Physical Activity and Women


Introduction

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Social inequality, poverty and inequitable access to resources, including health care, result in a high burden of noncommunicable diseases (NCDs) among women worldwide. Although women generally tend to live longer with NCDs than men, they are often in poor health. [1] Women remain at a higher risk of non-communicable diseases especially during pregnancy and postmenopausal period. Gestational diabetes, gestational hypertension, breast cancer, cervical cancer, hormonal changes, among others are specific to women[2].

Regular physical activity is vital for good physical and mental health. It helps improve overall health and fitness, maintain a healthy weight, reduce the risk for many chronic diseases and promote good mental health. Australia's Physical Activity and Sedentary Behaviour Guidelines recommend that at least 30 minutes of moderate-intensity physical activity on most, preferably all days is required for good health. This is the same for women and men. However, only 54 per cent of Australian women meet these guidelines[3].

There are, however, large differences in women's level of physical activity in different countries, for instance, most women in Uganda are active during domestic work or house chores, farming, tending shops or small businesses, active transport to church, markets and gardens[4]. Some of the barriers to physical exercise that women face include family responsibilities, as well as cultural or social beliefs, Economic or employment status and level of education. [5]

Benefits of Physical Activity for Women

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Regular physical activity can improve women's health and help prevent many of the diseases and conditions that are major causes of death and disability for women around the world. Many women suffer from disease processes that are associated with inadequate participation in physical activity:[6]
  • Cardiovascular diseases account for one-third of deaths among women around the world and half of all deaths in women over 50 years old in developing countries.
  • Diabetes affects more than 70 million women in the world and its prevalence is projected to double by 2025.
  • Osteoporosis is a disease in which bones become fragile and more likely to break and is most prevalent in post-menopausal women.
  • Breast cancer is the mostly commonly diagnosed cancer in women.Women who engage in regular exercise have been shown to have a reduced risk of breast cancer.[7]

In a study of the elderly, it was found that those participants who reported walking 120 or more minutes per week were “associated with a lower risk of emergency room visits and hospital stays in the subsequent year.”[8] Another study compared a group of women who were self-selected to participate in an exercise regimen versus a sedentary group. Results show that “the moderate-intensity physical activity program experienced potentially valuable health and social cognitive improvements relative to those who did not participate.”

According to the American College of Obstetrics and Gynecology, physical activity not only improves cardiovascular health, but also helps to keep blood pressure, weight, and cholesterol in control. The American College of Obstetrics and Gynecology educational bulletin recommends that both premenopausal and menopausal women exercise in order to prevent osteoporosis.In 2003, the Journal of Cardiopulmonary Rehabilitation reported that even small amounts of physical activity done routinely are found to improve quality of life and mood.[8]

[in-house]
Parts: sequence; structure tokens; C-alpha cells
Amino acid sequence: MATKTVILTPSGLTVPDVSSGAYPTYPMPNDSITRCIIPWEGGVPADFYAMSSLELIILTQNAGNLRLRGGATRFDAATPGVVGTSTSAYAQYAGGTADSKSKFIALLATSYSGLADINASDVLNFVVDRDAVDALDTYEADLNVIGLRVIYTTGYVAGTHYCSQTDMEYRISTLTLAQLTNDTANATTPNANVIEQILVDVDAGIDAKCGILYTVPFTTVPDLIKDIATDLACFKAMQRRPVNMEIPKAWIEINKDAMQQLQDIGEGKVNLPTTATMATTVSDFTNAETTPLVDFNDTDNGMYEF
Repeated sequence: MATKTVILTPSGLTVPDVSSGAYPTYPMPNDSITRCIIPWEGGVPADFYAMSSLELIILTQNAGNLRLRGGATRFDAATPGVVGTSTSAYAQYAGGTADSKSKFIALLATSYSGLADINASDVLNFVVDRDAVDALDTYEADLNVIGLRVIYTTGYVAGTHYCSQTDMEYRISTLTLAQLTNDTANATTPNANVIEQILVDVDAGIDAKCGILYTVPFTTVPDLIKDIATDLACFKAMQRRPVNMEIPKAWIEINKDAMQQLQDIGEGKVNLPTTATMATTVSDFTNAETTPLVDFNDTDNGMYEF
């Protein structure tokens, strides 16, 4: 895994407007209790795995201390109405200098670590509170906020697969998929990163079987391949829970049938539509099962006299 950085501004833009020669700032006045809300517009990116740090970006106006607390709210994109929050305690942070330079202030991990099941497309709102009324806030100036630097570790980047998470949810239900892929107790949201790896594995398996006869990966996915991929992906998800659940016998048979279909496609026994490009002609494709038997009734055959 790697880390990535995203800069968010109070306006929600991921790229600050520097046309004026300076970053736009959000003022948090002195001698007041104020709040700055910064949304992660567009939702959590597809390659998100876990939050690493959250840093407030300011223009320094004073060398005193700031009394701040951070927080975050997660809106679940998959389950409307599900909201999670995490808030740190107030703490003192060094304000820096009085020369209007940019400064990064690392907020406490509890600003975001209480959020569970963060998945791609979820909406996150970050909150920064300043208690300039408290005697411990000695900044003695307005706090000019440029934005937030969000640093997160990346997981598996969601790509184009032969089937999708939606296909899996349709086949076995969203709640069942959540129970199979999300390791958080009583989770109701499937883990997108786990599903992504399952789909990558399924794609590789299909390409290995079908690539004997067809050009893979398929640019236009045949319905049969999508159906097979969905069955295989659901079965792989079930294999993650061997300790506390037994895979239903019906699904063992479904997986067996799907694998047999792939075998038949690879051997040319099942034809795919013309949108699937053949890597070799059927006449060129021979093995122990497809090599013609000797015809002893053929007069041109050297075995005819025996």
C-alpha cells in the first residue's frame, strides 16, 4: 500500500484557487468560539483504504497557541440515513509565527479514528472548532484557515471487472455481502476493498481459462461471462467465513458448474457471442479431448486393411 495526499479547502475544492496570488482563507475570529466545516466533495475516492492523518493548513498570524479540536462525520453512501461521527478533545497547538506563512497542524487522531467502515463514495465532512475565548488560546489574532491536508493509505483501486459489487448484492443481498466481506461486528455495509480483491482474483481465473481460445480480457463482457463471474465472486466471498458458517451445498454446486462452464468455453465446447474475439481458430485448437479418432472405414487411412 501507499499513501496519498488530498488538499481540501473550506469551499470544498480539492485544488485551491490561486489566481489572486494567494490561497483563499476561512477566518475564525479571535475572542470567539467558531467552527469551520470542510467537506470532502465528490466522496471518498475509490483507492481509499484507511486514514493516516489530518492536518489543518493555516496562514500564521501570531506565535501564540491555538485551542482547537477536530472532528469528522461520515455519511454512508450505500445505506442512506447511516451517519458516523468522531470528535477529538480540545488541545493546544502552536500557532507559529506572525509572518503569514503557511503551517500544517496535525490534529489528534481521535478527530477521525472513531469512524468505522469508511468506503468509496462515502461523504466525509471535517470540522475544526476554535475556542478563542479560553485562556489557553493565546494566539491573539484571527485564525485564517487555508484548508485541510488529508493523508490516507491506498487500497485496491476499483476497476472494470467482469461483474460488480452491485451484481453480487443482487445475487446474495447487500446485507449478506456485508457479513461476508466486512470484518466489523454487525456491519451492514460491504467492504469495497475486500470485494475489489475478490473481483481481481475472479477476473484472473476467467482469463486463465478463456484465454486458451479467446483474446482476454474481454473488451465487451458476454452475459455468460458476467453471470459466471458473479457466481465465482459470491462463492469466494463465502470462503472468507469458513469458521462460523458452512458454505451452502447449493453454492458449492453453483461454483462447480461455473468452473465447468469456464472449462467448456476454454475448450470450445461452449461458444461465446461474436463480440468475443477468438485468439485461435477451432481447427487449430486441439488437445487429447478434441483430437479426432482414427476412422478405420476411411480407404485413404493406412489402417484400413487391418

The benefits of physical activity include lowering blood pressure and cholesterol and maintenance of a healthy weight. Other benefits include improved mental health and wellbeing[9], social engagement, enhanced sleep[10] and reduced risk of fractures. Physical Activity has also been associated with improved psychological health by reducing levels of stress, anxiety and depression. This is particularly important for women who demonstrate an incidence of depression that is reported to be almost double that of men in both developed and developing countries. It has also been suggested that physical activity can contribute to building self-esteem and confidence and can provide a vehicle for social integration and equality for women in society[1].

Barriers to Physical Activity 

Common exercise barriers for women include[5]:

  • lack of time
  • lack of motivation
  • parenting demands
  • lack of energy
  • health conditions
  • lack of money/resources
  • gender stereotyping

Physical inactivity is generally more prevalent among girls and women than their male counterparts. Many factors hinder the participation of women in physical activity and their access to health care:[5] The income of women is often lower than that of men and therefore the costs of access to physical activity facilities may be a barrier. Agreement may be required from senior members of the household who control household resources before a woman can engage in physical activity. Women often have a workload in the home and care-giving roles for other family members which may limit the time available for them to engage in physical activity.

According to a review of the research, the presence of children appears to have a strong negative effect on the physical activity levels among women[11] In addition, parents who experienced a decrease in physical activity after having a child are less likely to restore their physical activity to previous levels[11]. Women who have limited mobility may be unable to travel to health centres or physical activity facilities.